If every finger had ten fingers of its own.

Surprise! December is a busy time for crafters. Right now just the thought of blogging kind of stresses me out – that’s time that could be spent playing with string! I’m not doing very many presents this year – maybe 3 or 4 total – but I’m  up to my ears in commissions. So, I’m spending my days crocheting snowflakes, knitting mittens (oh, so many mittens), crocheting garlands, embroidering everything, knitting a blanket, and retreating into some simple brioche stitch when I need a break from projects with a deadline.

Anyway, a few days ago I committed an entire day to dyeing with a friend, and this is the embroidery thread I dyed. Quite lovely, no? Eliza taught me a great trick for getting a lovely variegation – just tie your skein in a knot and toss it in the pot for a couple minutes. But don’t tie it too tight! The plate of blues was in the dyebath for a bit too long, I think – the variegation is much too subtle. Also, a couple more discoveries:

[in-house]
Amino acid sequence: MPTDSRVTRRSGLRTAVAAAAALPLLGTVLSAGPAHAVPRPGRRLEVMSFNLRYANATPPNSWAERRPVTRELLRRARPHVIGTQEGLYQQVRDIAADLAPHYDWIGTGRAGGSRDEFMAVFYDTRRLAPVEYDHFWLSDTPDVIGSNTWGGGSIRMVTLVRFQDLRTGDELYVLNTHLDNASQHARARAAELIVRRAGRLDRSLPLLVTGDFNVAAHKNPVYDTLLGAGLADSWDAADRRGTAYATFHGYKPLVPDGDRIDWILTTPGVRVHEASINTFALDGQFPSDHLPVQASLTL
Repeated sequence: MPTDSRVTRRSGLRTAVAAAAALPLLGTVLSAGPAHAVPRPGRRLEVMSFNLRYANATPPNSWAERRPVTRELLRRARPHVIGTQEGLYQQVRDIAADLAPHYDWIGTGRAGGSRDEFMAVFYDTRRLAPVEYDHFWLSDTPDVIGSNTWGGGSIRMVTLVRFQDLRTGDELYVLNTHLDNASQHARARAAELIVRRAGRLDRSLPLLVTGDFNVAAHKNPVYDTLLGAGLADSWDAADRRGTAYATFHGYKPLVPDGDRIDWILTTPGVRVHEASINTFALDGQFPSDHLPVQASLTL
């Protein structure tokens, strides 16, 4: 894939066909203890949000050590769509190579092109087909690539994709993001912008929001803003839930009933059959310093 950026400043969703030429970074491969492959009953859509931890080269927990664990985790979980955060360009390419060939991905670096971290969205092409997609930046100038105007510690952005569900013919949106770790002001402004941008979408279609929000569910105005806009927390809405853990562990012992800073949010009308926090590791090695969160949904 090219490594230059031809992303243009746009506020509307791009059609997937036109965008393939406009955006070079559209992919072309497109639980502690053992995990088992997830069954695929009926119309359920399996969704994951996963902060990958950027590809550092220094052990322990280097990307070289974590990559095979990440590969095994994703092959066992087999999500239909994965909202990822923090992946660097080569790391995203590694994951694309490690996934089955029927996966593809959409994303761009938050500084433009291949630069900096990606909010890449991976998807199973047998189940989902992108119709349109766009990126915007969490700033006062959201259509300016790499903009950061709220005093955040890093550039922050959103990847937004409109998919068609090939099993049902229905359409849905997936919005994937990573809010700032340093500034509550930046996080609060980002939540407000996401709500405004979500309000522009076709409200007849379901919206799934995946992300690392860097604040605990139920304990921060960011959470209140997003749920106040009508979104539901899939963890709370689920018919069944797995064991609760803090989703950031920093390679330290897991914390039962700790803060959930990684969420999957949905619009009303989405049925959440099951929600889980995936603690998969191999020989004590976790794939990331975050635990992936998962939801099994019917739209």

• Tulip dye powder (usually found in the crafts section) isn’t so great for clothes or anything with even slightly non-cotton fabric composition, but it’s great for dip-dyeing plain white cotton and for dyeing embroidery floss. And often comes in more interesting colors than Rit.
  • Don’t try dyeing evenweave. It gets weird.
  • But DO try dyeing aida cloth. I was afraid the acidity of the dye would ruin the structure of the fabric and render it pretty useless – but actually it took to the dye beautifully. I’m still not sure how to work ombre aida cloth into a project design, but it’s going to happen.
  • Be so careful when dyeing on the stove – I burnt a hole in my evenweave (good riddance! That nasty stuff!) and burnt the straps off of one of my favorite vintage slips just while putting it in the pot.
  • Dyeing goes better when you have a friend to supervise. After Eliza left a whole slew of bad things happened.
  • Salt and vinegar. Salt and vinegar. Seriously.

My favorite time of day


Little Bit has finally remembered that taking a bath isn’t so bad, so now we can finally relax in the tub without tantrums. It’s become an amalgamation of all my favorite things: sitting in a rare warm room in the winter, watching my favorite person play, and knitting. One of the best parts of my day, it always makes me feel peaceful & happy & maternal.